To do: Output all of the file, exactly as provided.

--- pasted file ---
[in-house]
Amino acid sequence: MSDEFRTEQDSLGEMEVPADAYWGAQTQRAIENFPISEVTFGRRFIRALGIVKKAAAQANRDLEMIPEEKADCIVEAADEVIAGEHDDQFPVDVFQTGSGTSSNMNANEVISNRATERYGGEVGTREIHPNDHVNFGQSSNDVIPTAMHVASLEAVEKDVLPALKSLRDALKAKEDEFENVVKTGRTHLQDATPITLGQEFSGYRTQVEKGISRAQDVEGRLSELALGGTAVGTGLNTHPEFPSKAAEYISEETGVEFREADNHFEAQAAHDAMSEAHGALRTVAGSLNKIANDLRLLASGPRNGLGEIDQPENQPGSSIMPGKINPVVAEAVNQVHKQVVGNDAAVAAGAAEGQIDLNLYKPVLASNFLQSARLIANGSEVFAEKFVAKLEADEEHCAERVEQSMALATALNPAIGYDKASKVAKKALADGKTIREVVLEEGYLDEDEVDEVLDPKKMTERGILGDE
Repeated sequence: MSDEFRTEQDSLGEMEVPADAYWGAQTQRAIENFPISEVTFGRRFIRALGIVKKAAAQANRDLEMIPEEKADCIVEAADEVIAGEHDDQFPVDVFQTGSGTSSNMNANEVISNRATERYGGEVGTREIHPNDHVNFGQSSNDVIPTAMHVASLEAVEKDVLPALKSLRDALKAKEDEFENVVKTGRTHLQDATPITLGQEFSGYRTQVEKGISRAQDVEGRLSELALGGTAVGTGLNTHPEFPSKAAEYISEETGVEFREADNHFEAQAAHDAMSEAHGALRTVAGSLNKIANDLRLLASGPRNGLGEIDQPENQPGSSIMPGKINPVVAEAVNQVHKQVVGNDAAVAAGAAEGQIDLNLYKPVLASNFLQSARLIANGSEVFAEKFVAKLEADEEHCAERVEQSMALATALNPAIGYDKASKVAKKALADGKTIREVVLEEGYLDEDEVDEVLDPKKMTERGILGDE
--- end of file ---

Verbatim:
[in-house]
Amino acid sequence: MSDEFRTEQDSLGEMEVPADAYWGAQTQRAIENFPISEVTFGRRFIRALGIVKKAAAQANRDLEMIPEEKADCIVEAADEVIAGEHDDQFPVDVFQTGSGTSSNMNANEVISNRATERYGGEVGTREIHPNDHVNFGQSSNDVIPTAMHVASLEAVEKDVLPALKSLRDALKAKEDEFENVVKTGRTHLQDATPITLGQEFSGYRTQVEKGISRAQDVEGRLSELALGGTAVGTGLNTHPEFPSKAAEYISEETGVEFREADNHFEAQAAHDAMSEAHGALRTVAGSLNKIANDLRLLASGPRNGLGEIDQPENQPGSSIMPGKINPVVAEAVNQVHKQVVGNDAAVAAGAAEGQIDLNLYKPVLASNFLQSARLIANGSEVFAEKFVAKLEADEEHCAERVEQSMALATALNPAIGYDKASKVAKKALADGKTIREVVLEEGYLDEDEVDEVLDPKKMTERGILGDE
Repeated sequence: MSDEFRTEQDSLGEMEVPADAYWGAQTQRAIENFPISEVTFGRRFIRALGIVKKAAAQANRDLEMIPEEKADCIVEAADEVIAGEHDDQFPVDVFQTGSGTSSNMNANEVISNRATERYGGEVGTREIHPNDHVNFGQSSNDVIPTAMHVASLEAVEKDVLPALKSLRDALKAKEDEFENVVKTGRTHLQDATPITLGQEFSGYRTQVEKGISRAQDVEGRLSELALGGTAVGTGLNTHPEFPSKAAEYISEETGVEFREADNHFEAQAAHDAMSEAHGALRTVAGSLNKIANDLRLLASGPRNGLGEIDQPENQPGSSIMPGKINPVVAEAVNQVHKQVVGNDAAVAAGAAEGQIDLNLYKPVLASNFLQSARLIANGSEVFAEKFVAKLEADEEHCAERVEQSMALATALNPAIGYDKASKVAKKALADGKTIREVVLEEGYLDEDEVDEVLDPKKMTERGILGDE